Looking at slope of the yield curves 10-years to 2-years, the Treasury curve has widened 20 bp and the swap curve 23 bp. If all Bernanke is trying to do is calm the short-term lending markets, that’s fine, but the long-term markets are getting hit.

Even in the short-term markets, things aren’t that great. We’re past the CP rollover problem, but the TED [Treasury-Eurodollar] spread is 135 bp now, and that ain’t calm.

I’m not a bear here, but there are significant risks that we haven’t eliminated yet… most of them stemming from the need for residential real estate to reprice down 10%-20% in real terms. Hey, wait. Hmm… what if the FOMC doesn’t really care about inflation anymore? They could concoct a rise in the price level of 20% or so, which would presumably flow through to housing, bailing out fixed-rate borrowers with too little margin (ignore for a moment that floating and new financing rates will rise also).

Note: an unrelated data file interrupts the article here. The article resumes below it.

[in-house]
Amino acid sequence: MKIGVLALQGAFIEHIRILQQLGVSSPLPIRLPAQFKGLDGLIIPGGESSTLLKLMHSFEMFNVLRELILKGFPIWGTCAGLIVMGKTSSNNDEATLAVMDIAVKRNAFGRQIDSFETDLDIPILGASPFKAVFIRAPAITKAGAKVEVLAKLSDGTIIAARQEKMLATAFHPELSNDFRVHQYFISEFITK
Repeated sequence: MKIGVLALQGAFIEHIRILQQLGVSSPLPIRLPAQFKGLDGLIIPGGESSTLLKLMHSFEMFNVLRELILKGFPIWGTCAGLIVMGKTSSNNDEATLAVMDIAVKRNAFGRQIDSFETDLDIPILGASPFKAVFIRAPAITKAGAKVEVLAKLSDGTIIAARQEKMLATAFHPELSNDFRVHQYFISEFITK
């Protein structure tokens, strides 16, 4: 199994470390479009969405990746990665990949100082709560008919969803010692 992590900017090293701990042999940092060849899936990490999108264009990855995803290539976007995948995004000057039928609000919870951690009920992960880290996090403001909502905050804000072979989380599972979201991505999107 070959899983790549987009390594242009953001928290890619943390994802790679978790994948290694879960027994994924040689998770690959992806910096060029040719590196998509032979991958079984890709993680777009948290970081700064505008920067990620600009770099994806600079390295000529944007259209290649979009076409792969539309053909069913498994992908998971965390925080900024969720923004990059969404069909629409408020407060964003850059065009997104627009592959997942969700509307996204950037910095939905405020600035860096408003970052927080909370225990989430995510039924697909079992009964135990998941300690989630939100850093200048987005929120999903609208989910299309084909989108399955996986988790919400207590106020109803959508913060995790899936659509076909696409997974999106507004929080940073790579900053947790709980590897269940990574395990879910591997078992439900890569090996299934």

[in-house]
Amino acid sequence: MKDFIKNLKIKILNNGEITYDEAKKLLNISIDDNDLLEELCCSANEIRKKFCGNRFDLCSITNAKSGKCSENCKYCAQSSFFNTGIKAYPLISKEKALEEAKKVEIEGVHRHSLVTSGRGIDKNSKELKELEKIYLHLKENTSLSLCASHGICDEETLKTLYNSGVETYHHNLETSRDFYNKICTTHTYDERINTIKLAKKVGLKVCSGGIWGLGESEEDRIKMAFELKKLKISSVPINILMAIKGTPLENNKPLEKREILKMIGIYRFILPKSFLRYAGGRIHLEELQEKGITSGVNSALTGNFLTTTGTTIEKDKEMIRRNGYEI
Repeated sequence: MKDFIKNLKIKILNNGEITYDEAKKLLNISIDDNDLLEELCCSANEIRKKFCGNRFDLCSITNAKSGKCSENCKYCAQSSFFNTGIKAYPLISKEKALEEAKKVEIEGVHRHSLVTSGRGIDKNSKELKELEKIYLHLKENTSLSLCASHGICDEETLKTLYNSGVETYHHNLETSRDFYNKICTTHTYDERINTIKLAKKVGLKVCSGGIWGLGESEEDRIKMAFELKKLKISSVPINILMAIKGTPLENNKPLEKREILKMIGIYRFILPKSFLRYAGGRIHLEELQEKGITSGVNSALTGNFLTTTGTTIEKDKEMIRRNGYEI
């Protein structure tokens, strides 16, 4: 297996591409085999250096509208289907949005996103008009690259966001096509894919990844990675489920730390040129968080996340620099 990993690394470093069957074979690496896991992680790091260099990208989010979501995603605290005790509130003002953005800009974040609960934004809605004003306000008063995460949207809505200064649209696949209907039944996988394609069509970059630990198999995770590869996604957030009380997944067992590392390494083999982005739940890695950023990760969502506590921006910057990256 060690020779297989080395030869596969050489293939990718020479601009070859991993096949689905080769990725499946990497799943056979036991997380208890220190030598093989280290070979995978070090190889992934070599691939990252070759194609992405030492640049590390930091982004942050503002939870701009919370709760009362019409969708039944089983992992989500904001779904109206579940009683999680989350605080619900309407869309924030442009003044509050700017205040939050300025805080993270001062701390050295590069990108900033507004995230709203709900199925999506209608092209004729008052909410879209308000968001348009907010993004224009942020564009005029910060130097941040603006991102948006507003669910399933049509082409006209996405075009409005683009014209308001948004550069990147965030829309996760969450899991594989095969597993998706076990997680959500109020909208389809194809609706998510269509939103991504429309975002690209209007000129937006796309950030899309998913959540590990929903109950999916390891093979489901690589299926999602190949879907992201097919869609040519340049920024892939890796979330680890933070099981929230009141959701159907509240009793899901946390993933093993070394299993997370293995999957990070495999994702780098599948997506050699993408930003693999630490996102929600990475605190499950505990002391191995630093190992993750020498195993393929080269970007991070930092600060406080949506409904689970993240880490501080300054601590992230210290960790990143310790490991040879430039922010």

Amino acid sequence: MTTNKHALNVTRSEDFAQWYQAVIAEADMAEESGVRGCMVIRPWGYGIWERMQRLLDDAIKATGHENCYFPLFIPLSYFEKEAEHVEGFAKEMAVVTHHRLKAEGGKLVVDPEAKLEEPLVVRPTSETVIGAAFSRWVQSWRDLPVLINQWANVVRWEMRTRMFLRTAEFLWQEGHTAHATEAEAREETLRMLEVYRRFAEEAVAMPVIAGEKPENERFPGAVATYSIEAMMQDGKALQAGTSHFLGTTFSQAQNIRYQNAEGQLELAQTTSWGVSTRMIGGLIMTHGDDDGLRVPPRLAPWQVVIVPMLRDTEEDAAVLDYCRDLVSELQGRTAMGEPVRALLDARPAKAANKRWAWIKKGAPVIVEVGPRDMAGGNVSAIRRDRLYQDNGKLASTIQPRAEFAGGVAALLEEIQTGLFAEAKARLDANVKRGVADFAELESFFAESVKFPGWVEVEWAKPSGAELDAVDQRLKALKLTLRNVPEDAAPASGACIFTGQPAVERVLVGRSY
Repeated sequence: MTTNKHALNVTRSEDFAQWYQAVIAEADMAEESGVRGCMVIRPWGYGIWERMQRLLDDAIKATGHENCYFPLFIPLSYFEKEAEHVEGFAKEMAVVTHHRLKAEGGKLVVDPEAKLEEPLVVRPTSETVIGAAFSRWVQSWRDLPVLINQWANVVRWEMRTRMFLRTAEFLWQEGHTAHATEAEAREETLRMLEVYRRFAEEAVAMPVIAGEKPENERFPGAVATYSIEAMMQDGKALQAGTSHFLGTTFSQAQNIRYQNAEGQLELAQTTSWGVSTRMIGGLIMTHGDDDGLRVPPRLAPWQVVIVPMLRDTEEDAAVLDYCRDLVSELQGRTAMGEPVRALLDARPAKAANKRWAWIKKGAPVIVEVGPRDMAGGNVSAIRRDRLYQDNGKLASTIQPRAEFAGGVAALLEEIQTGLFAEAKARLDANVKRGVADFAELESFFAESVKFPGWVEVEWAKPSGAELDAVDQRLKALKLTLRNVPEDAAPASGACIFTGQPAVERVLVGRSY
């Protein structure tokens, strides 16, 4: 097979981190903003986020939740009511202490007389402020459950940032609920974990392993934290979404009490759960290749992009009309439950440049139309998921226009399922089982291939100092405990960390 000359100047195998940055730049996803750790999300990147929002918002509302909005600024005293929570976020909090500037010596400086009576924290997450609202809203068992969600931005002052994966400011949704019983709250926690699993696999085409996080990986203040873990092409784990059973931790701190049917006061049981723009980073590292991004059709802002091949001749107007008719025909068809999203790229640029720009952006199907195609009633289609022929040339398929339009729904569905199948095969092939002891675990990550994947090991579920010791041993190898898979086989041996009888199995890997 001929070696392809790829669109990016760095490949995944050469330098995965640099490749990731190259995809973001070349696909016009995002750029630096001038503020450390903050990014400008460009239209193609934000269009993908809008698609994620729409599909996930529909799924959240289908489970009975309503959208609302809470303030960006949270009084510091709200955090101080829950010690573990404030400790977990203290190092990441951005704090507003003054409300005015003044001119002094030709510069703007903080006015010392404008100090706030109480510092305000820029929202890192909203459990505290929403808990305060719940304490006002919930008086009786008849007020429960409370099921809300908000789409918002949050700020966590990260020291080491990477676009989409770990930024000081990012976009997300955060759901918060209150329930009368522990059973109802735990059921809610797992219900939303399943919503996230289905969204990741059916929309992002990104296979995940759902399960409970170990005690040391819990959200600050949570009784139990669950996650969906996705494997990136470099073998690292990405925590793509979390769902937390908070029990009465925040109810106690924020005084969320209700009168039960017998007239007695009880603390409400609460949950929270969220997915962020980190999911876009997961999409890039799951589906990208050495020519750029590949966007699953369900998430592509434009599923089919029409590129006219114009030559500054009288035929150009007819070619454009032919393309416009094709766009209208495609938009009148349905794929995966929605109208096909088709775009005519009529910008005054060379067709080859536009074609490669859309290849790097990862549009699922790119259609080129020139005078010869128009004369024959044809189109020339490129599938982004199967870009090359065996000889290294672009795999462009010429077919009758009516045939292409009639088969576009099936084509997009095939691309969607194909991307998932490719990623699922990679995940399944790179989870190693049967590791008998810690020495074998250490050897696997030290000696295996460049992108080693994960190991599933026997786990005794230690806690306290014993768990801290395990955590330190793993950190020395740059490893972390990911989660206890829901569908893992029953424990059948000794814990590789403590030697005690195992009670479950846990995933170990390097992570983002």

Okay, don’t ignore it. It will be difficult to inflate our way out of the problem. Even as the dollar declines, it will cause our trading partners to decide whether they want to slow their export machines by letting their currencies rise or buying more eventually depreciating dollar assets.

I would still encourage readers to be cautious with real-estate-related assets and those who finance them. Beyond that, just be wary of firms that need financing over the next two years. It may not be available on desirable terms.

Position: none, but who is not affected by this?

Interesting Times